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Does your life need to be cleaned up?

Improving Systems and Habits

Scott Miker is the author of several books that describe how to use systems and habits to improve.  This free blog provides articles that to help understand the principles related to building systems.  

Does your life need to be cleaned up?

Scott Miker

We all go through life trying to make the most of our situation at any given time. Sometimes that means planning for the future. Sometimes that means enjoying the present. Sometimes that means learning from the past.

But doing this over time, I have realized that sometimes I hit the mark and sometimes I completely miss the mark. Sometimes I miss it so badly that my life seems to get turned upside down. It turns into a mess.

During these times, I have learned to stop. I stop what I’m doing to pull my head up enough to see what the heck is going on. What I usually find is a bunch of areas in my life that need to be cleaned up. I drifted away from good systems and habits in an area and I am starting to see the consequences of such a slip.

One of the reasons I am so sensitive to this structure when I notice it, is that this is usually the first glimpse into a feedback loop. Feedback loops are structures that take the output of a system and put it back into the system in the form of an input.

An example could be if we fail a math test in school and then decide it isn’t worth it to study math because you are bad at it anyways. That leads to a poor result on the next exam, which then leads to more of a feeling that it isn’t worth it to study. On and on it goes creating someone who is inept at math.

But if we realize we are starting a reinforcing feedback loop early, we can change it. The earlier we catch it the easier it will be to turn around.

If we realize what is happening after the second exam, we can commit to doing extra work to prepare for the next exam. This might just be enough to get us back on track. If we wait until test 87, then it will be extremely difficult to change any study habits or ingrained beliefs. More than likely improvement efforts will fail initially when we try to take on too much.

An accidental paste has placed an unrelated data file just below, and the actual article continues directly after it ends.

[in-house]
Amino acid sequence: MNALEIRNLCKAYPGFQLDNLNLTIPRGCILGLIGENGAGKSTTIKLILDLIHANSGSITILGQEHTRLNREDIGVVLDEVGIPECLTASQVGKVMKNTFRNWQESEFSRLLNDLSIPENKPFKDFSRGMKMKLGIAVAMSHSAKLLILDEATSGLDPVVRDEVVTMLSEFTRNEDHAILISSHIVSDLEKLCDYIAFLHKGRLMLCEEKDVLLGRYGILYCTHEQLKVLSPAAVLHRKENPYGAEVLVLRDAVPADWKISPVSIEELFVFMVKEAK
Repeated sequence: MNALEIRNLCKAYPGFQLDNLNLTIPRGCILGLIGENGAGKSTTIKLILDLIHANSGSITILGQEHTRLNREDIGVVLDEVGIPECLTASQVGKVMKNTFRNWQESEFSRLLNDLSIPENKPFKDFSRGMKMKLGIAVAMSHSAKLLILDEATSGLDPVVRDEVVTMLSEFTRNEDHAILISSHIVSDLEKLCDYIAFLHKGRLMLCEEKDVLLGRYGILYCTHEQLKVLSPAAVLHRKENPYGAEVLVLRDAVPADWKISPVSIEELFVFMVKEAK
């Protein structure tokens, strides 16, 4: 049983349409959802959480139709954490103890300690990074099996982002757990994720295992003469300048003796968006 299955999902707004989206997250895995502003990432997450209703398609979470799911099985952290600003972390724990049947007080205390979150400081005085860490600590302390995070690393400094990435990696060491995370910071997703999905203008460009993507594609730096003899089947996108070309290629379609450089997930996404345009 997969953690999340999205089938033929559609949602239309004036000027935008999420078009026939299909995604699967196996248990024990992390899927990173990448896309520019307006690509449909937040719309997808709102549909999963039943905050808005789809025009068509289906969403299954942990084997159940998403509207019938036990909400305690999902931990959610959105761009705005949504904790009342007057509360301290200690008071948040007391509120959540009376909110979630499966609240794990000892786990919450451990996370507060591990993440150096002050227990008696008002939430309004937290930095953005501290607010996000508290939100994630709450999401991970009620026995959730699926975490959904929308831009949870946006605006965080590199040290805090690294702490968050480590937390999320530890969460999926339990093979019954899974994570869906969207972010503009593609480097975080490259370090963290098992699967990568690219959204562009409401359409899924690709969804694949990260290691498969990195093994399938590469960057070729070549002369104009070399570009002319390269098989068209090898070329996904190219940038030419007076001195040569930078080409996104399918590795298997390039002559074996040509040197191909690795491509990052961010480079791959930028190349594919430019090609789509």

So as soon as you realize that an area needs to be cleaned up, stop and commit to breaking the feedback loop. Use the systems and habits approach to improvement to determine the next steps to create a feedback loop headed in the right direction.

In 12 Rules for Life: An antidote to Chaos, author Jordan B. Peterson says about cleaning up one’s life, “Consider your circumstances. Start small. Have you taken full advantage of the opportunities offered to you? Are you working hard on your career, or even your job, or are you letting bitterness and resentment hold you back and drag you down? Have you made peace with your brother? Are you treating your spouse and your children with dignity and respect? Do you have habits that are destroying your health and well-being? Are you truly shouldering your responsibilities? Have you said what you need to say to your friends and family members? Are there things that you could do, that you know you could do, that would make things around you better?”

I love his approach. Instead of getting sucked in and then assisting the creation of the feedback loop you stop and question what you are doing. This gives you pause and helps to realize that we have options.

We can decide to challenge our current situation and work to improve. We can clean up the areas in life that have gotten messy and out of control. But doing so means taking on a different mindset and working to do the work necessary to become better.